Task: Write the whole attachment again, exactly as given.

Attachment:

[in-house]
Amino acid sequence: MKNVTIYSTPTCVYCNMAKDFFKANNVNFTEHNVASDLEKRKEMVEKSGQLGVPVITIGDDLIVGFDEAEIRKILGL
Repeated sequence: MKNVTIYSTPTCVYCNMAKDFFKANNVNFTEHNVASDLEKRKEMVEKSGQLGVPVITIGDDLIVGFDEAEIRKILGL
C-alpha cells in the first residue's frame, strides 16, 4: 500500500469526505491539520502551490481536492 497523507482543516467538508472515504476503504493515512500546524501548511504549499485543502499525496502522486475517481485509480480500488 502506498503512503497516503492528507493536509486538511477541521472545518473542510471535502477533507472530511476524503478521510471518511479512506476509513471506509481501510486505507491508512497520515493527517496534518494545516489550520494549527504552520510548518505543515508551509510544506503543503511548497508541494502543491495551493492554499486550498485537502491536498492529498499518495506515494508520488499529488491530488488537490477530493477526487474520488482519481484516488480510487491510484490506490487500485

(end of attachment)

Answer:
[in-house]
Amino acid sequence: MKNVTIYSTPTCVYCNMAKDFFKANNVNFTEHNVASDLEKRKEMVEKSGQLGVPVITIGDDLIVGFDEAEIRKILGL
Repeated sequence: MKNVTIYSTPTCVYCNMAKDFFKANNVNFTEHNVASDLEKRKEMVEKSGQLGVPVITIGDDLIVGFDEAEIRKILGL
C-alpha cells in the first residue's frame, strides 16, 4: 500500500469526505491539520502551490481536492 497523507482543516467538508472515504476503504493515512500546524501548511504549499485543502499525496502522486475517481485509480480500488 502506498503512503497516503492528507493536509486538511477541521472545518473542510471535502477533507472530511476524503478521510471518511479512506476509513471506509481501510486505507491508512497520515493527517496534518494545516489550520494549527504552520510548518505543515508551509510544506503543503511548497508541494502543491495551493492554499486550498485537502491536498492529498499518495506515494508520488499529488491530488488537490477530493477526487474520488482519481484516488480510487491510484490506490487500485